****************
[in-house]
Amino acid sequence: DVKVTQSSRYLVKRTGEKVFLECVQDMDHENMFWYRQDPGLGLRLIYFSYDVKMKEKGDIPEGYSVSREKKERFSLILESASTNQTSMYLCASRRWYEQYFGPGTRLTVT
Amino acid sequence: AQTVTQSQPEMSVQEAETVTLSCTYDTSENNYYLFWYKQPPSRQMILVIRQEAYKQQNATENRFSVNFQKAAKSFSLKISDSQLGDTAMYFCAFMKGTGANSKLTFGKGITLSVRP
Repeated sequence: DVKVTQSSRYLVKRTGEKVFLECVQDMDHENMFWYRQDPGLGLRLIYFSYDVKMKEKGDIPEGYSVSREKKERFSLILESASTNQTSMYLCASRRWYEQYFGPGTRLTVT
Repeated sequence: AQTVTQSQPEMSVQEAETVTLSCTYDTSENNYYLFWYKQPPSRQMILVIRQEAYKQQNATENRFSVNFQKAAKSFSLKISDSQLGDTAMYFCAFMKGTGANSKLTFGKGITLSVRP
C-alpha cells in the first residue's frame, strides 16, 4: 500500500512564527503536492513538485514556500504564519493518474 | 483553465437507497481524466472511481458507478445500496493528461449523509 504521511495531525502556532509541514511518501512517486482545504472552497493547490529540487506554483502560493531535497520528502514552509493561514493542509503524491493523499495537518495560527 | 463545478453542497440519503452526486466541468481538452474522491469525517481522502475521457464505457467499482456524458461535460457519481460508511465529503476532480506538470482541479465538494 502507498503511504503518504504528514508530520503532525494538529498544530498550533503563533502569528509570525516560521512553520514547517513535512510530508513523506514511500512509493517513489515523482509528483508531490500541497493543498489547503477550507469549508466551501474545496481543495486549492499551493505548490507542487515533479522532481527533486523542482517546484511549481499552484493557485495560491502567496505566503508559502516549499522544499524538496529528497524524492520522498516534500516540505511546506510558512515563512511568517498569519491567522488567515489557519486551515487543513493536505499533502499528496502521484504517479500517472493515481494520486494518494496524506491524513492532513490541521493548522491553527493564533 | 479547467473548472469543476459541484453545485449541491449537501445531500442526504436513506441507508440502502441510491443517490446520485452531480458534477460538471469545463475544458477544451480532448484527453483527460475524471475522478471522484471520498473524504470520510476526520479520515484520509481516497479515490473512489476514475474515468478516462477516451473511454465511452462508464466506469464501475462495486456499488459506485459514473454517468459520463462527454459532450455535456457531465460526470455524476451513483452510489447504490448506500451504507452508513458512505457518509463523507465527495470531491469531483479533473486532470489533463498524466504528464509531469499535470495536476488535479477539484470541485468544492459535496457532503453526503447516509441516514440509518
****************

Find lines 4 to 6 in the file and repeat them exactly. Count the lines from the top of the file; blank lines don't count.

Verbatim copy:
Repeated sequence: DVKVTQSSRYLVKRTGEKVFLECVQDMDHENMFWYRQDPGLGLRLIYFSYDVKMKEKGDIPEGYSVSREKKERFSLILESASTNQTSMYLCASRRWYEQYFGPGTRLTVT
Repeated sequence: AQTVTQSQPEMSVQEAETVTLSCTYDTSENNYYLFWYKQPPSRQMILVIRQEAYKQQNATENRFSVNFQKAAKSFSLKISDSQLGDTAMYFCAFMKGTGANSKLTFGKGITLSVRP
C-alpha cells in the first residue's frame, strides 16, 4: 500500500512564527503536492513538485514556500504564519493518474 | 483553465437507497481524466472511481458507478445500496493528461449523509 504521511495531525502556532509541514511518501512517486482545504472552497493547490529540487506554483502560493531535497520528502514552509493561514493542509503524491493523499495537518495560527 | 463545478453542497440519503452526486466541468481538452474522491469525517481522502475521457464505457467499482456524458461535460457519481460508511465529503476532480506538470482541479465538494 502507498503511504503518504504528514508530520503532525494538529498544530498550533503563533502569528509570525516560521512553520514547517513535512510530508513523506514511500512509493517513489515523482509528483508531490500541497493543498489547503477550507469549508466551501474545496481543495486549492499551493505548490507542487515533479522532481527533486523542482517546484511549481499552484493557485495560491502567496505566503508559502516549499522544499524538496529528497524524492520522498516534500516540505511546506510558512515563512511568517498569519491567522488567515489557519486551515487543513493536505499533502499528496502521484504517479500517472493515481494520486494518494496524506491524513492532513490541521493548522491553527493564533 | 479547467473548472469543476459541484453545485449541491449537501445531500442526504436513506441507508440502502441510491443517490446520485452531480458534477460538471469545463475544458477544451480532448484527453483527460475524471475522478471522484471520498473524504470520510476526520479520515484520509481516497479515490473512489476514475474515468478516462477516451473511454465511452462508464466506469464501475462495486456499488459506485459514473454517468459520463462527454459532450455535456457531465460526470455524476451513483452510489447504490448506500451504507452508513458512505457518509463523507465527495470531491469531483479533473486532470489533463498524466504528464509531469499535470495536476488535479477539484470541485468544492459535496457532503453526503447516509441516514440509518